CHILDREN’S Minister Katherine Zappone has been warned that childcare schemes across the country are wide open to the potential for fraud.
In a submission, Ms Zappone was told there were “serious concerns” over the Department’s ability to monitor around €340 million in annual spending.
The memo said the current system allowed services to make “over-claims” and that it was impossible to be sure that funding was being used for the reasons it was provided.
More than twenty schemes were identified where the number of children officially registered was much higher than the numbers of kids actually attending.
Five separate schemes benefitting more than 100,000 children each year had been introduced in a “piecemeal fashion … at different times and when governance and compliance requirements were less clear”.
The submission was seen by Minister Katherine Zappone in April of this year who said she wanted a pragmatic approach to dealing with the problems raised.
Alarm bells had been set off in December 2014 when an audit of one childcare facility discovered over-claims of around €500,000. It is currently the subject of a garda investigation.
However, the internal memo warned that the problems identified were “systemic in nature” and could only be dealt with by new law, strong rules, sanctions, and new contractual requirements for service providers.
It said: “Various audit reports have found concerning levels of inadequacy with financial and compliance rules.”
The submission — obtained under FOI — said the so-called Community Childcare Subvention scheme was particularly problematic because the rules surrounding it were so ambiguous and inadequate.
It warned: “Fraud may be facilitated where the design of a scheme does not provide for a process to appraise the financial, administrative, and structural fitness of recipients of state funding.”
The memo said that Pobal — which manages programmes for the government and EU — was responsible for auditing the childcare services but that their hands were sometimes tied by the lack of clear rules.
Minister Zappone was also told that they also needed to examine whether Pobal was “adequately resourced to provide a robust compliance and audit function”.
In 2016, the Department had commissioned an audit by accountancy firm Mazars to look at early years services, according to the records.
Thirty different services had been looked at and while widespread fraud had not been discovered, the report says there were weaknesses in financial control and management.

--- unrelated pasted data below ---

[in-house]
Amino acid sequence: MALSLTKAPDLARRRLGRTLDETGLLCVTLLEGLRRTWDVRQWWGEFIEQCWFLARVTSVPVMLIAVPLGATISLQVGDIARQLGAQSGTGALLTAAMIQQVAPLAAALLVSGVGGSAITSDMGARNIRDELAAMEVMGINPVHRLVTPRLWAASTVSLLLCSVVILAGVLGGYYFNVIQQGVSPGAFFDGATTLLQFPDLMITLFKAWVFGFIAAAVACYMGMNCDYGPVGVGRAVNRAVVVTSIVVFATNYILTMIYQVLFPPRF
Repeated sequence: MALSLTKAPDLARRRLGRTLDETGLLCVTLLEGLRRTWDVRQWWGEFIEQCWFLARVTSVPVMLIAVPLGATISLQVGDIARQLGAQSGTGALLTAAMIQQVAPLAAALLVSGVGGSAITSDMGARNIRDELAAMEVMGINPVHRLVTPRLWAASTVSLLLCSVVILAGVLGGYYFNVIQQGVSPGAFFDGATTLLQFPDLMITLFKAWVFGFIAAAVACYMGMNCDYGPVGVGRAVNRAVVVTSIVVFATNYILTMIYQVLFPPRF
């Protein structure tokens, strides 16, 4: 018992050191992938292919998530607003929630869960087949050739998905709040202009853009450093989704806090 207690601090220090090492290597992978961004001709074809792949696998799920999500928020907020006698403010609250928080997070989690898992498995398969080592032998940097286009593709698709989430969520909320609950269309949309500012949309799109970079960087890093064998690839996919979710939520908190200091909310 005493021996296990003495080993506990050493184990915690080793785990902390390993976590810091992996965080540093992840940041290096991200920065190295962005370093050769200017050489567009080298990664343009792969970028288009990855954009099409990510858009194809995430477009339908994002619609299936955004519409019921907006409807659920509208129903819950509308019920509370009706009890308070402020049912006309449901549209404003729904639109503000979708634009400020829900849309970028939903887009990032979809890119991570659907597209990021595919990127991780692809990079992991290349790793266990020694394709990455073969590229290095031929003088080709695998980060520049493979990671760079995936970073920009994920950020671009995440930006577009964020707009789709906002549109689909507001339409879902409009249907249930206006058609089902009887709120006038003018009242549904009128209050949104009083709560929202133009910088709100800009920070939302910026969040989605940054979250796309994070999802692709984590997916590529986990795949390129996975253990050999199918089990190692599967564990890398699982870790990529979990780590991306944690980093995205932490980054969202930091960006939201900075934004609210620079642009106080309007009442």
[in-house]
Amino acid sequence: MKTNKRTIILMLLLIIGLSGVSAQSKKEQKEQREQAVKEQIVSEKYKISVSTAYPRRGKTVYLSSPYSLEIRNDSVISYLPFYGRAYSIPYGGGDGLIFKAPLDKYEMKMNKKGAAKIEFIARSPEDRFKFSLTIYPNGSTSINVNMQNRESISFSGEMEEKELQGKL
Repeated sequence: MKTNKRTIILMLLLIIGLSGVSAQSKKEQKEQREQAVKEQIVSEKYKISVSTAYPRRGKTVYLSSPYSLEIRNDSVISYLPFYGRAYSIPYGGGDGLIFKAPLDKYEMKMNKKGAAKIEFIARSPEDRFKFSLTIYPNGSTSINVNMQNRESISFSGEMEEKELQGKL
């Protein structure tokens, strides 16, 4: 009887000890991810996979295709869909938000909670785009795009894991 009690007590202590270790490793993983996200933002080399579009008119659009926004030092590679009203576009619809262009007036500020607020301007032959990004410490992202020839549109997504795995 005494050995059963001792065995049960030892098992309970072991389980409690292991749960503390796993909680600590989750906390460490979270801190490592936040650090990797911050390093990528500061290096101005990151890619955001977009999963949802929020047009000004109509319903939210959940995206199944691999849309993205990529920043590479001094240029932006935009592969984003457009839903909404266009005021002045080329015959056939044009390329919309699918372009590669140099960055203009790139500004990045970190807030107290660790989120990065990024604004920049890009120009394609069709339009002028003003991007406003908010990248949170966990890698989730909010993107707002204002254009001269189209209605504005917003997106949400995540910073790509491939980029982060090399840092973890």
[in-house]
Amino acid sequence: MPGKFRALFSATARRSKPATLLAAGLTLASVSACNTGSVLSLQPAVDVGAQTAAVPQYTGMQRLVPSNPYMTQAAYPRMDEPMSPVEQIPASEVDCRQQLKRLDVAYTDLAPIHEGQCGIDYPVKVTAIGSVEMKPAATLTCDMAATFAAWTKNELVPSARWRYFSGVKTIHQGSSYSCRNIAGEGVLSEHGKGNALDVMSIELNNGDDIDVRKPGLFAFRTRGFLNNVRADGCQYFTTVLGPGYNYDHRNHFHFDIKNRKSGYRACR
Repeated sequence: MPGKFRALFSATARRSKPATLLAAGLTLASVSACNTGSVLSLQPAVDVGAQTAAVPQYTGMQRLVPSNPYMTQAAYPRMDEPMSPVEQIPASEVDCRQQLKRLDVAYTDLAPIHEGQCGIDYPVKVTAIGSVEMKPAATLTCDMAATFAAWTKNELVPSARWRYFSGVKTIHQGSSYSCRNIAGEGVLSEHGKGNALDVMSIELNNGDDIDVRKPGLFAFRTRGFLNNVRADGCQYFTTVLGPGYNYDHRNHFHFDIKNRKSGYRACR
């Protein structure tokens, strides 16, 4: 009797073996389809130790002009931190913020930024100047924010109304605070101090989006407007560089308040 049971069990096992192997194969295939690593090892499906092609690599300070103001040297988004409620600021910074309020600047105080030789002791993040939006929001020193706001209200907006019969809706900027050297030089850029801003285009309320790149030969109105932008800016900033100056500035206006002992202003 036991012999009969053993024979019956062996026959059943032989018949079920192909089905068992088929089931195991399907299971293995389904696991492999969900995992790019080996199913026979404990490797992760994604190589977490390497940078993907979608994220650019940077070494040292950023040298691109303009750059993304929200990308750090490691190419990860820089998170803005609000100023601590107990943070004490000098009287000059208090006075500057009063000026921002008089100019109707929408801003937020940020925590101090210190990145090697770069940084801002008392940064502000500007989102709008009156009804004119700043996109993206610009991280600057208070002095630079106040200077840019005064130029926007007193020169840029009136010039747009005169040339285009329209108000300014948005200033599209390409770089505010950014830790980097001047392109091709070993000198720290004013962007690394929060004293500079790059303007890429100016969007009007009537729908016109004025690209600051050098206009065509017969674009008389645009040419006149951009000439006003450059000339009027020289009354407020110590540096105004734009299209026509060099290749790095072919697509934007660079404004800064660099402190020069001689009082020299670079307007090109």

The submission explained: “In some cases, Pobal … has been unable to satisfactorily complete audits due to lack of adequate records.
“Services themselves often report that they do not have sufficient resources to dedicate to the administrative burden of meeting governance requirements.”
According to a compliance report by Pobal, 1,314 out of 3,000 services visited were ‘major[ly] non-compliant’ with the terms of their childcare scheme.
They said weaknesses identified were not always evidence of fraud or the misappropriation of funding.
However, in many instances, the number of children recorded at the centres was inaccurate and created a situation where “the accuracy of subvention payments cannot be assessed”.
In almost two dozen cases, serious compliance issues were identified where the number of children registered was significantly higher than the numbers attending.
“At present there is no effective means to verify the scale of the problem,” the report said.
Minister Zappone was also warned that expansion of childcare funding — some of which was announced in last year’s budget — could leave the Department open to further problems.
It said: “Issuing new contracts and providing increased funding to existing or to new services without appropriate governance systems and structures to enable assurance of good practice regarding state funding could leave the Department unable to verify the proper use of money provided.”
In a statement, the Department said they were working “intensively” to address the issues raised in the submission.
They said the schemes had been introduced quickly with limited resources to manage them but that tens of thousands of families had benefitted over the years.
The statement said: “The Department has been working for some time to ensure appropriate financial and administrative compliance in this area, balanced with sufficient flexibility to enable small, local providers to meet important needs of young families.”
They said many of the governance and compliance issues would be addressed when the new Affordable Childcare Scheme is put in place.